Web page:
AAJ: If "Little Big" implies some sort of philosophy, which are the most representative songs according to you?

AP: Let's see... That's a very good question. I'd say... (thinking) You've got some of these archetypal figures of mythology that show up. "The Trickster" and "The Fool" are both very important characters in mythology all over the world. "The Fool" actually has the wisdom, and "The Trickster" is the one who goes to the Gods and brings down fire to share with humanity, for example. Many different cultures, [with] different versions of that story. "The Trickster" gets able to travel between worlds. "Lilac" is one of the characters from the book "Little, Big" as well. "Small Planet" as well, is just with the whole thing in it. In a certain way, the heart of the album lies in that song.

"Mandala" is my secret favorite, among the other songs. A mandala is a design and a perfect pattern to stare at for meditation. A spiritual ritual symbol in Indian religion representing the universe. These patterns are very symmetrical in many ways. There is also a little hidden philosophy. This is another song in 13, which relates to the symbol they called "The Fruit of Life" in different philosophies as well. 13 itself, again, time coming back to my math, 13 is a Fibonacci number. You know, those weird little things do connect!

AAJ: I sense that you've been using a bit ostinatos being a sideman and even in your own band. You've found your own approach to songs like "Kid," "Small Planet" among many others. Sequenzas as well. It's interesting, because most band-leading musicians, pianists especially, would usually shun away from ostinatos on purpose.

AP: Oh I love many different things. I refuse to just be only one kind of person, or one kind of musician. I love ostinatos. Like I mentioned earlier, one of our goals is to try to allure you into a sense of coming outside of yourself. Sometimes it takes a little bit of hypnosis to do that. I feel like an interesting ostinato or a repetitive figure with enough variations in it, can pull you into a state where your mind starts to surrender a little bit, and you are not judging things in the same kind of way. Even when I'm writing somewhat complicated music, my real goal is to wake up people's hearts and wake them up in their bodies, and shake them a little bit. Shake them out of their habits. Sometimes it takes pulling them into a state of flow and surrender, in order to have a chance for some other moment to come out of nowhere and really shake you.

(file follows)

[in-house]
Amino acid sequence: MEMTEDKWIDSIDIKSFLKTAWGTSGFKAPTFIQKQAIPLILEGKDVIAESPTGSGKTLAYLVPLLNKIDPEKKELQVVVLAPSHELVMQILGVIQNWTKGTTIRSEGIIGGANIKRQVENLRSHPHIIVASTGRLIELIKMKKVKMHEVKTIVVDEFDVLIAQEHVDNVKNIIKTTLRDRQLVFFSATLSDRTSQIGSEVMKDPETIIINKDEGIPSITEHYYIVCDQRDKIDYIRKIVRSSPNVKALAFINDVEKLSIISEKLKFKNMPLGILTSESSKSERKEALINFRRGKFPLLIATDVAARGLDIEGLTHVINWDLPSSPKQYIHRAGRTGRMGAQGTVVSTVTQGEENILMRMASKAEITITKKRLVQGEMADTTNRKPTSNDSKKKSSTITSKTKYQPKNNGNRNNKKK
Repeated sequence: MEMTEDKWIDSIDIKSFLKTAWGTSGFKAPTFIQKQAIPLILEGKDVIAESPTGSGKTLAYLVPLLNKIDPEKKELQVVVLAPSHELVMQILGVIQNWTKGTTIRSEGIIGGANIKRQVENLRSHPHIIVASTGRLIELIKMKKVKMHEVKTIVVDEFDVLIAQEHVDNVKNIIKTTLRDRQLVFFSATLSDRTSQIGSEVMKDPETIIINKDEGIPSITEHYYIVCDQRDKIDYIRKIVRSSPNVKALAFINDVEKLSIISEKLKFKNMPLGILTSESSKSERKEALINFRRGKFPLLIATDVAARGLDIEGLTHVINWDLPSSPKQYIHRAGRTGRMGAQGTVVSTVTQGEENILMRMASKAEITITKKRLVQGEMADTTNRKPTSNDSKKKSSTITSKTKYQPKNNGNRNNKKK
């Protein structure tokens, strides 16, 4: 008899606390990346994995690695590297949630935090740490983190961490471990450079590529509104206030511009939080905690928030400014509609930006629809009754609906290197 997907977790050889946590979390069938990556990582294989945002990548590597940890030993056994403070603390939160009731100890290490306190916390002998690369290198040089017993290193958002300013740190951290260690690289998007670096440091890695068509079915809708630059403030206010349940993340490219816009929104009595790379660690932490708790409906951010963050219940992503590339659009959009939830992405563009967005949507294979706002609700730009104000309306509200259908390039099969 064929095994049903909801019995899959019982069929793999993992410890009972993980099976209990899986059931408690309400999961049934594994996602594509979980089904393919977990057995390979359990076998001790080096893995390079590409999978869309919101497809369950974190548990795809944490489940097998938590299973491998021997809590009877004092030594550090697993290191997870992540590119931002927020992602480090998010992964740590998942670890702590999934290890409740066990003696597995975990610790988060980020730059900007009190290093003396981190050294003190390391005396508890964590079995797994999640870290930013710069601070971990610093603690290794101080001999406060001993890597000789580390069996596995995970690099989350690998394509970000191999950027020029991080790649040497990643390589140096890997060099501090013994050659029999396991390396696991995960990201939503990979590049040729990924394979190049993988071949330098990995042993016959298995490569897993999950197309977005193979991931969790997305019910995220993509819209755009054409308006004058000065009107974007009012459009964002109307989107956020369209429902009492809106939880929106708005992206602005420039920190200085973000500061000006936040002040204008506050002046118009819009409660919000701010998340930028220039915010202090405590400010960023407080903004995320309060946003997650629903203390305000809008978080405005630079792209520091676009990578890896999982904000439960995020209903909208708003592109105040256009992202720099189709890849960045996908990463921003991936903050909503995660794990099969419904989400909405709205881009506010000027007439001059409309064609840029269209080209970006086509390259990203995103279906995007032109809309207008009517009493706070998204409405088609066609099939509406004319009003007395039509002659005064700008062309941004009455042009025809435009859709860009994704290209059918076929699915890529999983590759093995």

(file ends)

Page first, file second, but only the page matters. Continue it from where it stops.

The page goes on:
The song "The Trickster" for example. There is an ostinato in my piano part underneath the guitar solo. It's a figure that I'm playing constantly that almost sounds like teasing you. (singing the melody) It's like a kid teasing another kid almost. But it keeps slowly moving through the harmony and building up. And then, when I release it, you are like "Oh, how did we get here?"

AAJ: Yeah, just like a lengthy accumulation before the explosion.

AP: Yeah exactly. Like creating hypnosis for these cathartic moments that allow the energy you've built to burst out.

AAJ: I really love the way you dealt with ostinatos in Little Big. Even though you didn't approach Find the Way exactly in the same way, the gradient-type musical expressions are sharing similar aesthetics.

AP: Yeah, that comes from listening to a lot of different bands that did that those kinds of things, like Sigur Rós, Explosions in the Sky, many more.

AAJ: Oh since now you've mentioned post-rock...

AP: Oh man, I love so much music from many genres! So with this band in particular, I guess I'm not trying to create "Fusion." What I'm doing is "fusing." I'm trying to FUSE the elements together. I feel like "Fusion" itself has become a little bit of a weird word. It's associated with something at times a little bit histrionic, displays of a solely masculine sort of energy. Like "Hey look at all the things I can do on my instrument!" And how fast I can play and how loud it can be. Sort of a little bit of an unbalanced energy. That's what I feel like many people associated with "Fusion."

So I don't like that word, but I'm interested in FUSING different genres and many different things together, into something which feels integrated and authentic. I don't want anything that feels like jazz musicians trying to play rock. That sounds lame. And I also don't want rock musicians trying to play jazz. Neither. We're just people who love a lot of types of music and are trying to find something in their combination.

And it's difficult. The thing that's really interesting to me is how hard it is to play simple. A lot of my music is simple and complicated at the same time. There are a lot of complicated things of which I often find a way to try to put a simple package around the outside, to hide the inner workings.

There is a quote by Charles Mingus, as one of my guiding principals. He says, "Making the simple complicated is commonplace. Making the complicated simple, awesomely simple, that's creativity." So I'm always trying to take complicated things and put them in a simpler looking package.

AAJ: But keep it sophisticated.